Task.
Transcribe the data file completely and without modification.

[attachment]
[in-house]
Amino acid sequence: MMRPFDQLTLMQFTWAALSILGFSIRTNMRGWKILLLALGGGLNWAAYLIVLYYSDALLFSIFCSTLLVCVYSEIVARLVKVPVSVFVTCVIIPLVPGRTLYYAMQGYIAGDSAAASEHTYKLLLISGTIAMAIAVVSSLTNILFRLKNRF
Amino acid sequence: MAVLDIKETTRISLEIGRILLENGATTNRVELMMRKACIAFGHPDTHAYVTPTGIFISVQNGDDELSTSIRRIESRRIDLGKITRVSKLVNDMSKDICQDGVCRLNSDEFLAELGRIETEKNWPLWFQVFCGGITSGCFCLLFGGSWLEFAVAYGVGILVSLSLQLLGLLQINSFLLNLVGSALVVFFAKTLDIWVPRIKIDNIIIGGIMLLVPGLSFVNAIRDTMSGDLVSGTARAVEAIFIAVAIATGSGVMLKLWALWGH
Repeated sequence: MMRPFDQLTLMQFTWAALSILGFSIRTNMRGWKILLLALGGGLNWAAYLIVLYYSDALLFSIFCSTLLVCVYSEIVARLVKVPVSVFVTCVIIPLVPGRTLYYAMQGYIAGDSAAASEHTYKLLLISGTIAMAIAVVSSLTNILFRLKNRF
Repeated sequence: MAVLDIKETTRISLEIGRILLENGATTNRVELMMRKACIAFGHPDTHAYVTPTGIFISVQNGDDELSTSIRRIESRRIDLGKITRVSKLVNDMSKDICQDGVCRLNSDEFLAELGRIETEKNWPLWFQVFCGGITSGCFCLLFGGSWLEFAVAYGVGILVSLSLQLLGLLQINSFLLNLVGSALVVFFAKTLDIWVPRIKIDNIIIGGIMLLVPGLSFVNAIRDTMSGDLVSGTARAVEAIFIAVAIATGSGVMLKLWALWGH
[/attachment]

[in-house]
Amino acid sequence: MMRPFDQLTLMQFTWAALSILGFSIRTNMRGWKILLLALGGGLNWAAYLIVLYYSDALLFSIFCSTLLVCVYSEIVARLVKVPVSVFVTCVIIPLVPGRTLYYAMQGYIAGDSAAASEHTYKLLLISGTIAMAIAVVSSLTNILFRLKNRF
Amino acid sequence: MAVLDIKETTRISLEIGRILLENGATTNRVELMMRKACIAFGHPDTHAYVTPTGIFISVQNGDDELSTSIRRIESRRIDLGKITRVSKLVNDMSKDICQDGVCRLNSDEFLAELGRIETEKNWPLWFQVFCGGITSGCFCLLFGGSWLEFAVAYGVGILVSLSLQLLGLLQINSFLLNLVGSALVVFFAKTLDIWVPRIKIDNIIIGGIMLLVPGLSFVNAIRDTMSGDLVSGTARAVEAIFIAVAIATGSGVMLKLWALWGH
Repeated sequence: MMRPFDQLTLMQFTWAALSILGFSIRTNMRGWKILLLALGGGLNWAAYLIVLYYSDALLFSIFCSTLLVCVYSEIVARLVKVPVSVFVTCVIIPLVPGRTLYYAMQGYIAGDSAAASEHTYKLLLISGTIAMAIAVVSSLTNILFRLKNRF
Repeated sequence: MAVLDIKETTRISLEIGRILLENGATTNRVELMMRKACIAFGHPDTHAYVTPTGIFISVQNGDDELSTSIRRIESRRIDLGKITRVSKLVNDMSKDICQDGVCRLNSDEFLAELGRIETEKNWPLWFQVFCGGITSGCFCLLFGGSWLEFAVAYGVGILVSLSLQLLGLLQINSFLLNLVGSALVVFFAKTLDIWVPRIKIDNIIIGGIMLLVPGLSFVNAIRDTMSGDLVSGTARAVEAIFIAVAIATGSGVMLKLWALWGH